What are the challenges with GRC automation?

While there is a plethora of problems organizations face with current GRC processes and tools, we will see some top challenges experienced across multiple industries and organizations –

Too many manual processes continue to persist

Current GRC processes and tools have forced analysts to look to manual processes and disparate tools to find insights, an inefficiency that has rendered enterprises unable to meet compliance mandates. There are a variety of complex business processes supporting business operations that are closely linked to multiple IT systems, some of which may still be manual. 

Risk and compliance groups are bogged down by archaic processes, with GRC documentation distributed across spreadsheets, emails, phone calls, and various other tools. This has amplified the risk of lack of accountability and follow through and, subsequently, a lack of visibility to ongoing GRC management.

It is alarming that the organization is unaware of who is reviewing what and what actions are being taken. No audit trail may lead to fabrication or deception. Manual GRC processes do not provide any kind of intelligence. Analyzing, reporting, and making sense of large sets of data collected from manual processes to derive relevant insights requires time and is prone to error.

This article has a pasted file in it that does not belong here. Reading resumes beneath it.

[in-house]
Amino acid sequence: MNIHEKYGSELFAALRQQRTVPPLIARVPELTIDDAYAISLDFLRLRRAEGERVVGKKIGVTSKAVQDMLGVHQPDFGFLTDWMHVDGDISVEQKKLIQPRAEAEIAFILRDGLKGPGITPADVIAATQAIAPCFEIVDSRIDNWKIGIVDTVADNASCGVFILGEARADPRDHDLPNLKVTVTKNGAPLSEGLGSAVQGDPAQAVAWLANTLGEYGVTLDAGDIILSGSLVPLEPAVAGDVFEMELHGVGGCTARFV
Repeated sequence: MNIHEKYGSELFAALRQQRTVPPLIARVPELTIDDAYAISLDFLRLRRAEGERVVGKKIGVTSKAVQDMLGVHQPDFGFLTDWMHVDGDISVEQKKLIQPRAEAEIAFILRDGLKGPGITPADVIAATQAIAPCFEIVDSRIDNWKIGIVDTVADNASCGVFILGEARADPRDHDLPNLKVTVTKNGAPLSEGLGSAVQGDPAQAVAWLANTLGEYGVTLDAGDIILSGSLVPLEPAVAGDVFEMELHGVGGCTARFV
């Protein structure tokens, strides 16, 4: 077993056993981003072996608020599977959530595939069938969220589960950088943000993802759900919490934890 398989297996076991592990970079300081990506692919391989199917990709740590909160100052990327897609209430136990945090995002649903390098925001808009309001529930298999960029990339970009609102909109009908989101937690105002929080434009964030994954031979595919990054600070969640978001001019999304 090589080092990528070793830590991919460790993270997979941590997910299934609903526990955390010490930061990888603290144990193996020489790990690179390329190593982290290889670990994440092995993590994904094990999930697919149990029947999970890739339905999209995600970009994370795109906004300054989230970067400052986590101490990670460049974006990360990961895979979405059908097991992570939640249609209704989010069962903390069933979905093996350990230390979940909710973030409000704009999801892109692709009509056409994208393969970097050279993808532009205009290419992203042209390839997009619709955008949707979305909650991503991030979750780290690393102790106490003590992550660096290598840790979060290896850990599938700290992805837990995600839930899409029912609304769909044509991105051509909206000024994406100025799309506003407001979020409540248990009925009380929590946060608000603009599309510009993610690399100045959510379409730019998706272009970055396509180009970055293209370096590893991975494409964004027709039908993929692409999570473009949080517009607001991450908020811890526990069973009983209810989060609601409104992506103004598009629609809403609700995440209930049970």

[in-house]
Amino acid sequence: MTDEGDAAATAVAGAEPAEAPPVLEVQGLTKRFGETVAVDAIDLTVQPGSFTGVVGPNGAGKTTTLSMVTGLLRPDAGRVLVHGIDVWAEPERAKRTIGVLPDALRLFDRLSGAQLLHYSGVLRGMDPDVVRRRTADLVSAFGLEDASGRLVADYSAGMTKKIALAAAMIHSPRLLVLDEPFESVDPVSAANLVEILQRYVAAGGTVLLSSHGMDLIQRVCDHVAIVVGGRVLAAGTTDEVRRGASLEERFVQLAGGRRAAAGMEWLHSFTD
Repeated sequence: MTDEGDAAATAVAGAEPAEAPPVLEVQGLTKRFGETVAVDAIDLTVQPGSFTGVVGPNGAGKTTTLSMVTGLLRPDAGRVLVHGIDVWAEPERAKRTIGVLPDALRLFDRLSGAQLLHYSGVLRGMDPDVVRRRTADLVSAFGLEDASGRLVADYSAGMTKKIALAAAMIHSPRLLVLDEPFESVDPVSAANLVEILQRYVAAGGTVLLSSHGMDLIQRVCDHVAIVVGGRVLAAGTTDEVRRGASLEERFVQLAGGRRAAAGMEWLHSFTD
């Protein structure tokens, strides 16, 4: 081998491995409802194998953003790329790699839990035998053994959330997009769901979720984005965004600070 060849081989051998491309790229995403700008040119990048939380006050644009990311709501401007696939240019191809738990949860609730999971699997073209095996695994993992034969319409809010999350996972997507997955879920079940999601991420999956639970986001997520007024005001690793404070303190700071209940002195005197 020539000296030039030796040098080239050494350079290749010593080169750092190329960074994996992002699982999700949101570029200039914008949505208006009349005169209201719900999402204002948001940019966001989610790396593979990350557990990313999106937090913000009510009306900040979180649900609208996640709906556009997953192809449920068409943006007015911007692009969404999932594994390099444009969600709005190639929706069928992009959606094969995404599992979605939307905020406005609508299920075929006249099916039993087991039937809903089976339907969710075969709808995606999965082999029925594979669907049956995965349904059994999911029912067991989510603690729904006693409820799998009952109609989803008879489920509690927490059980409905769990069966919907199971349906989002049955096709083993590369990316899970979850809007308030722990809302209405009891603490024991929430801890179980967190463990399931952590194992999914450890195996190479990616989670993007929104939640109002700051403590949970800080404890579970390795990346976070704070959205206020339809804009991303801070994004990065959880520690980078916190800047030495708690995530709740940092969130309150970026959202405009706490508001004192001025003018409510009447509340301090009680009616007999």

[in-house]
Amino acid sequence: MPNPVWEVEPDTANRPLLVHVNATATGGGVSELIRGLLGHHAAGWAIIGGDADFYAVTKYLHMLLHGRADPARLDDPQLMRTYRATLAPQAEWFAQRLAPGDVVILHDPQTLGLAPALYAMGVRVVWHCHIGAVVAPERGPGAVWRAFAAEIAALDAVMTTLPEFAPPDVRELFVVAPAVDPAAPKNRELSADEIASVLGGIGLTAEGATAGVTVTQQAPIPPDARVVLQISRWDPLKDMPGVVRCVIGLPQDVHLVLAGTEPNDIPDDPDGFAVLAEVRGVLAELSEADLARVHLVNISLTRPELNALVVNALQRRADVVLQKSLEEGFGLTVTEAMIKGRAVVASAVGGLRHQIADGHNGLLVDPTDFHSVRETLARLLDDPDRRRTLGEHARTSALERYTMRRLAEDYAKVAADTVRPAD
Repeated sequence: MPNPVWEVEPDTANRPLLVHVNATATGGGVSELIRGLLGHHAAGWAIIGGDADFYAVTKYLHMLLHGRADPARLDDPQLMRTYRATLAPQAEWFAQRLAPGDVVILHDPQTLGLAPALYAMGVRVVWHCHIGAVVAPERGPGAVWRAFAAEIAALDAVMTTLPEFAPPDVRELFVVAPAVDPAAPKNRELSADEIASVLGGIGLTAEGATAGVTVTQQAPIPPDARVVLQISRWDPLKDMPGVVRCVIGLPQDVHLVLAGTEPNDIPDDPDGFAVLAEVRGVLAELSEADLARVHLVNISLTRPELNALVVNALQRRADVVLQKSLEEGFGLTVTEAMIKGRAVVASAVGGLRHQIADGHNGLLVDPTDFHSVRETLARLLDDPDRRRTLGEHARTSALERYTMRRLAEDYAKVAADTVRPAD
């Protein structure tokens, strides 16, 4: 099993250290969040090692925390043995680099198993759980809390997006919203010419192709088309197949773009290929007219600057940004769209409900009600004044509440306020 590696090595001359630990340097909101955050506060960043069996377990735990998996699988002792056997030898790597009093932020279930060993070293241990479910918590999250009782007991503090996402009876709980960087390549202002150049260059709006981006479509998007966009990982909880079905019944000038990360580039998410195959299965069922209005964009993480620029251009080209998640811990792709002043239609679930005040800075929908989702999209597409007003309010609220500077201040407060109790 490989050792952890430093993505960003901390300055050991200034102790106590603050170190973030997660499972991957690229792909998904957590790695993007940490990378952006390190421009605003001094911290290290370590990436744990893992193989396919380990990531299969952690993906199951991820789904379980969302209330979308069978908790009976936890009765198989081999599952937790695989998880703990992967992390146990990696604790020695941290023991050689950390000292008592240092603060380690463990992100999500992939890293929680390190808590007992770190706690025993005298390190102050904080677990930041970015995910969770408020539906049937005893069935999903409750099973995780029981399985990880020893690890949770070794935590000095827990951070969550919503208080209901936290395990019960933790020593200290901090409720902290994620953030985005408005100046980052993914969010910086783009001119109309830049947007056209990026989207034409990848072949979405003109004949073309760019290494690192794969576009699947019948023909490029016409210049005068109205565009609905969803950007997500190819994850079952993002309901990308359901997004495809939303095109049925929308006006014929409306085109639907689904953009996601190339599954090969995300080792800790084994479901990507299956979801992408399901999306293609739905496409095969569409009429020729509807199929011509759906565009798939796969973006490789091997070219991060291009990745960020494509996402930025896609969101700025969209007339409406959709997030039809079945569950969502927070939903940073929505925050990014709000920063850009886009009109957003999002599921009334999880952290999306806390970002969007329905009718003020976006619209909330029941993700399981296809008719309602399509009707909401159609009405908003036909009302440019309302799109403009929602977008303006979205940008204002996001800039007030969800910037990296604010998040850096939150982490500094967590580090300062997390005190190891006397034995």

Addressing demands from governments and regulatory organizations

One thing is certain, risk and compliance mandates are here to stay, even as government regulators seek to exert control upon organizational practices through stricter compliance requirements.

While most organizations have a risk and compliance group to address this ongoing demand, it is important to note that compliance is, in fact, an organization-wide responsibility. Even if one department or business does not comply with requisite standards, it will affect the entire organization. It is, therefore, essential to embed compliance into every business unit and the culture across the organization.

This means specific policies and processes must be established to address compliance consistently across the organization. Efforts should be made to keep a steady link to GRC so new regulations can be immediately integrated across all business processes. A flexible GRC framework also helps you to be better prepared to meet the requirements of changing regulations.

Lack of a comprehensive GRC framework

Businesses running fast and successfully have been able to do so because they have taken the time to develop a flexible and comprehensive GRC framework. As business opportunities evolve, so do regulations.

When business units seem solid on the surface but not adequately integrated, it further complicates developing a well-crafted, comprehensive GRC framework. While it is true that every department or business unit has its own goals to achieve and needs to address, there also needs to be a close alignment between these processes and the overall organizational goals.